Roger Martin, Dean of the Rotman School of Management at the University of Toronto, has written another terrific business book called “The Design of Business”. This new book is a must-read for people who want to bake into their corporate cultures ingredients such as research, design and innovation. Words: 451
In further edited excerpts from the original review* Diane Francis (www.financialpost.com) goes on to say:
Martin studies some of Canada’s greatest innovators: Research in Motion and Cirque du Soleil, among others. Both are founded by genius inventors, Mike Lazaridis and Guy Laliberte, but both have integrated their founders’ DNA into their organization. Their teams are innovative, experimental, risk-driven and reinvention-oriented which help perpetuate their success. They are necessary in order to succeed in the fast-moving sectors of entertainment and high-tech where products have the shelf life of yogurt or bestsellers published before Christmas while other companies, who rest on their laurels, are eventually sideswiped or sidelined.
Martin points out in his book that innovation is not restricted to the what-can-you-do-for-me-today business models. He examines Procter & Gamble, the world’s largest consumer packaged-goods corporation and a great multinational with a Triple-A credit rating, that has been around for 176 years.
In 2000 P&G’s stock price, and prospects, were sagging. “The company was producing fewer and fewer successful new products and brand extensions, and was taking longer and longer between introductions,” Martin writes while costs — especially in research and development — were soaring.” Management changed at the top and the new team determined that more innovative products were needed in order to attract, and keep, consumers who would be willing to pay premium price.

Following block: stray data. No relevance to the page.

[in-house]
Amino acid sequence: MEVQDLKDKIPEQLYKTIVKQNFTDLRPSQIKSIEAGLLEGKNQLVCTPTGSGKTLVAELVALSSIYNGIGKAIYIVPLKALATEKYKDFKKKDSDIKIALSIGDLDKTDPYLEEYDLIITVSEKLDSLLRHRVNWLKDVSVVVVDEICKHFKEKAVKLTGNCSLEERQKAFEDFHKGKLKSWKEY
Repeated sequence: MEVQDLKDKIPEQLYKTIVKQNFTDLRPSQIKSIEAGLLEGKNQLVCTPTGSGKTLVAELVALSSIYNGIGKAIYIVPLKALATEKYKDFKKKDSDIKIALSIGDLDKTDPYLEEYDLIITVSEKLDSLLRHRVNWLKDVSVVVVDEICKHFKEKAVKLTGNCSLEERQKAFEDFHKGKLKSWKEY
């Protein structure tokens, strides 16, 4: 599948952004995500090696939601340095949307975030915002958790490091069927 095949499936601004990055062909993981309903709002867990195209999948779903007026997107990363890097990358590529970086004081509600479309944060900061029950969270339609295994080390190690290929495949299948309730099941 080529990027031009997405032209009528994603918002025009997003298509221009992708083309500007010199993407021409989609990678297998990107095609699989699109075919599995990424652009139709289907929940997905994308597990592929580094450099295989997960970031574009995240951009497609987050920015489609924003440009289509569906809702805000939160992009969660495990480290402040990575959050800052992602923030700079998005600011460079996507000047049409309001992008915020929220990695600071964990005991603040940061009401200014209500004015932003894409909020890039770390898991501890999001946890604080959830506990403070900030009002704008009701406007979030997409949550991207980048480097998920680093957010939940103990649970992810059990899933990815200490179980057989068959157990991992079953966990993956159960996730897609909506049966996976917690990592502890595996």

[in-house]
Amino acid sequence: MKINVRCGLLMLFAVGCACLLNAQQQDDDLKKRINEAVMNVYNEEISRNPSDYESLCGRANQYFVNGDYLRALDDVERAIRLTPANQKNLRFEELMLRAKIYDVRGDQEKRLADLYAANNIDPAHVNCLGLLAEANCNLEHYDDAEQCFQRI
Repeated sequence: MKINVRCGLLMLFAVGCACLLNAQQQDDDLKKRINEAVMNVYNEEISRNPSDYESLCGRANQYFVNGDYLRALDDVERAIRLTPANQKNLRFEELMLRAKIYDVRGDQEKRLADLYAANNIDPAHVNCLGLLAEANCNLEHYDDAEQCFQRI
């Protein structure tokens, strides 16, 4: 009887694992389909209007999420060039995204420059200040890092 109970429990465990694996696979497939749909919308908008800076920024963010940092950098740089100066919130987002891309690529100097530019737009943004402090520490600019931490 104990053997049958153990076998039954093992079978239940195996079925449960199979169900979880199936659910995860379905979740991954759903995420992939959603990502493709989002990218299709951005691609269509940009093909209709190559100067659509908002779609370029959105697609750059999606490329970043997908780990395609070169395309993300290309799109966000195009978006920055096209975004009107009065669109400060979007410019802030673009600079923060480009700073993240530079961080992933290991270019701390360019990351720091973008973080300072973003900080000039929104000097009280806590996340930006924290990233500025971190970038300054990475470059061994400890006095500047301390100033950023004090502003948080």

Design and new product development were elevated in importance and embedded in every business decision and department. “The original Pampers disposable diaper was a genuine breakthrough, a risky and imaginative solution to diaper washing. Once the innovation took hold in the market, P&G’s R&D department turned its attention to the steady improvement of the disposable diaper,” Martin explained. Instead, P&G research should have been aimed at finding the next breakthrough idea and now, as a result of changes in orientation, that is what is happening, he added.
This new book is a must-read for people who want to bake into their corporate cultures ingredients such as research, design and innovation. One of the greatest challenges in doing so, which the book deals with, is blending the two solitudes — the “innovator” culture with the “bean-counter” culture. This is never easy, Martin writes, because they talk different languages and rely on different benchmarks but winning companies have learned how to merge them, and then surgically select the best from each.
I also enjoyed Martin’s last book, The Opposable Mind, about the cognitive skills of successful people. I can’t wait for the next one.
– The above article consists of reformatted edited excerpts from the original for the sake of brevity, clarity and to ensure a fast and easy read. The author’s views and conclusions are unaltered.
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